Doctor Dulce Maia Trindade, a public health specialist from the Association of Macau Portuguese Speaking Physicians (AMLPM), has stressed that smoking is the main factor associated with lung cancer, and is surely a risk behavior that could be avoided. In addition to reducing the risk of lung cancer, avoiding smoking would also have an impact on the prevention of other respiratory and dermatological problems. Poor air quality is another risk factor associated not only with cancer but also with chronic obstructive pulmonary disease, the physician recalled. At a recent panel discussion organized by the medical association, experts called for a multidisciplinary and inter-service approach to solve the pollution matter, Ms Trindade said.
HK: Lifestyle to blame for rise in cancer deaths
Figures from the Department of Health and Hospital Authority in Hong Kong show that cancer has claimed 18 percent more lives than a decade ago, South China Morning Post recently reported.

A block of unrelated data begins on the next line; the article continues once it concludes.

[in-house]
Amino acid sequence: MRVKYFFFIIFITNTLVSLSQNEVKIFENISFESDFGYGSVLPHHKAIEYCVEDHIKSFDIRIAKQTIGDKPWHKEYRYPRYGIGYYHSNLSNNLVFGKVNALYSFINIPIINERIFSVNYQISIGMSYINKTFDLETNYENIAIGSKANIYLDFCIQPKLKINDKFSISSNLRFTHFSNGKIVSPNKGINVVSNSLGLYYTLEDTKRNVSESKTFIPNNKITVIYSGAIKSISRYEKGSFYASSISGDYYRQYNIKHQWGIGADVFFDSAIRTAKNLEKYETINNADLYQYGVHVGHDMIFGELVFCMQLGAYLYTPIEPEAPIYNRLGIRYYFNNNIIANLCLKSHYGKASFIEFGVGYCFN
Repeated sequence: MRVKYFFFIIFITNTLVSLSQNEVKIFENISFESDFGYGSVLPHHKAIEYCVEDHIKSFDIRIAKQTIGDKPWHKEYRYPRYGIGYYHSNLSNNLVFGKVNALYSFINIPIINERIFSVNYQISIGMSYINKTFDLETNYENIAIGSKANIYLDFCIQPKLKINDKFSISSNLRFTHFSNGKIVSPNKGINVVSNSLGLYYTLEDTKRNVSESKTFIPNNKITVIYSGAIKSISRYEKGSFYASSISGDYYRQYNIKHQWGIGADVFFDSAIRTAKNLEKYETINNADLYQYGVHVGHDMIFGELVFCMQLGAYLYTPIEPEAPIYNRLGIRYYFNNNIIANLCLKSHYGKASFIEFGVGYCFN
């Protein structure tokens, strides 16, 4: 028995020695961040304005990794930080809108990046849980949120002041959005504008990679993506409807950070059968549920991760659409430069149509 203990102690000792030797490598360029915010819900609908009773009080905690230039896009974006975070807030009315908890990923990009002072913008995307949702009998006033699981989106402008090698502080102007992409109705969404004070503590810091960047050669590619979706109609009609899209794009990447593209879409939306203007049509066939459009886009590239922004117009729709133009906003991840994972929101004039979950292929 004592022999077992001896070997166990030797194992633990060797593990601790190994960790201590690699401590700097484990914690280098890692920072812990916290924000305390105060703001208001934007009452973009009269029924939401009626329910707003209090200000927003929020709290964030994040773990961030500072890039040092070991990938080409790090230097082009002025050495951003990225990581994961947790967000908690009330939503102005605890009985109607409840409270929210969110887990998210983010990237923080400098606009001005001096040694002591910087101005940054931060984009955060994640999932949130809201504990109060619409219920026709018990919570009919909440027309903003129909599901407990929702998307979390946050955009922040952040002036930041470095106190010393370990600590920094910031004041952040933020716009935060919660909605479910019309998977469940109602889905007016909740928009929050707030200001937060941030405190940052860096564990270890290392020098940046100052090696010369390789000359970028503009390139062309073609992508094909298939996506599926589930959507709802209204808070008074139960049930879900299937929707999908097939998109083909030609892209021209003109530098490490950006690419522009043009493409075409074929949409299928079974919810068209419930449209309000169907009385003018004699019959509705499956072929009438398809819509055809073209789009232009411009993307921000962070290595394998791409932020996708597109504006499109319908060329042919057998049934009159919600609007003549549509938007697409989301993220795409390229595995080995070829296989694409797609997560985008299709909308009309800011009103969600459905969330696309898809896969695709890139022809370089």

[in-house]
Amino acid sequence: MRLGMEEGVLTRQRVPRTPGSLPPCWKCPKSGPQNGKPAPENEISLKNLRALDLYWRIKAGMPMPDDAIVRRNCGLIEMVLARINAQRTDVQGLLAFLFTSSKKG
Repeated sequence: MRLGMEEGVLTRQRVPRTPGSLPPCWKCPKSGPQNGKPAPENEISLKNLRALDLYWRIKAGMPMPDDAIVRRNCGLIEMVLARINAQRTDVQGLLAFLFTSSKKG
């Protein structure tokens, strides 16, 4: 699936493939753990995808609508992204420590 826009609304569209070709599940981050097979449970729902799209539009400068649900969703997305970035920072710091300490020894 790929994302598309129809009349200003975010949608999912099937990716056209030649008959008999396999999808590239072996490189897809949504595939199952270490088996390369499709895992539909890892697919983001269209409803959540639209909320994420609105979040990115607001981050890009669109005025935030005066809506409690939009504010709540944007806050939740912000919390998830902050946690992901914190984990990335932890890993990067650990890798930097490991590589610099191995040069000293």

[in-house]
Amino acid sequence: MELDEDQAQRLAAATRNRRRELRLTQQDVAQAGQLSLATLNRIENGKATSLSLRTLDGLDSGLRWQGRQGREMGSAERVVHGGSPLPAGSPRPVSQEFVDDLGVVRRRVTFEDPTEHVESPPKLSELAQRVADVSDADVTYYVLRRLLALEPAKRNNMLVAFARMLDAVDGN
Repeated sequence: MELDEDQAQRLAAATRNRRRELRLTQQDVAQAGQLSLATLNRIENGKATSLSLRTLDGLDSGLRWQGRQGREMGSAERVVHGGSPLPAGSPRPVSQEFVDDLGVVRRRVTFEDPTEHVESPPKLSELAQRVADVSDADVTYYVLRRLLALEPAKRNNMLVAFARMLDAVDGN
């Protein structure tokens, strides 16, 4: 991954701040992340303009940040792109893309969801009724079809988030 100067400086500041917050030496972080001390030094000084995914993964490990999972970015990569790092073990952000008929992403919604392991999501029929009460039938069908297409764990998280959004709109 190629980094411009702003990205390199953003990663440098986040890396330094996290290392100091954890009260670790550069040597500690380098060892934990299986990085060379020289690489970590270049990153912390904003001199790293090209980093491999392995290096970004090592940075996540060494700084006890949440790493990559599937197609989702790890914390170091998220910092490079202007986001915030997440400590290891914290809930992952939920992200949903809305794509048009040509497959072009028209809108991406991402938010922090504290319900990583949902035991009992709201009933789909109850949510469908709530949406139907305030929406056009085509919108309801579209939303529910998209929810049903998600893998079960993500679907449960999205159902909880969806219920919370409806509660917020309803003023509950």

According to Dr Daniel Chua Tsin-tien, associate director at Hong Kong Sanatorium and Hospital’s department of radiotherapy, many cancer-related deaths are preventable by a healthier diet, exercise and regular medical check-ups. In Hong Kong, lung, colorectal, breast, liver and prostate cancers are the five most commonly diagnosed and account for 60 percent of all new cases. According to the Department of Health, 31 percent of 43,399 deaths (13,589), were caused by cancer, compared with 11,510 in 2003.
Dr Chua said he believed breast and colorectal cancers would continue to have high incidence rates in Hong Kong, due to lifestyle habits such as smoking, and diets rich in meat and fat.